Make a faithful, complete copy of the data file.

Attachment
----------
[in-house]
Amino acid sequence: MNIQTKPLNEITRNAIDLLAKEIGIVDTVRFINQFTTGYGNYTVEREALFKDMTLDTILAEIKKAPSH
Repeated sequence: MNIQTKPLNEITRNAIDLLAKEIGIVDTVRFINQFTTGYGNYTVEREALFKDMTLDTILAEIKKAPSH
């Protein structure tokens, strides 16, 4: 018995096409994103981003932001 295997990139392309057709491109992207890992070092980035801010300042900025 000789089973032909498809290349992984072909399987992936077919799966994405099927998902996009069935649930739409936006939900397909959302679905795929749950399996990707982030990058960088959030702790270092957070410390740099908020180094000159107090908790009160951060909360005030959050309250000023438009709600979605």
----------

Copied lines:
[in-house]
Amino acid sequence: MNIQTKPLNEITRNAIDLLAKEIGIVDTVRFINQFTTGYGNYTVEREALFKDMTLDTILAEIKKAPSH
Repeated sequence: MNIQTKPLNEITRNAIDLLAKEIGIVDTVRFINQFTTGYGNYTVEREALFKDMTLDTILAEIKKAPSH
């Protein structure tokens, strides 16, 4: 018995096409994103981003932001 295997990139392309057709491109992207890992070092980035801010300042900025 000789089973032909498809290349992984072909399987992936077919799966994405099927998902996009069935649930739409936006939900397909959302679905795929749950399996990707982030990058960088959030702790270092957070410390740099908020180094000159107090908790009160951060909360005030959050309250000023438009709600979605």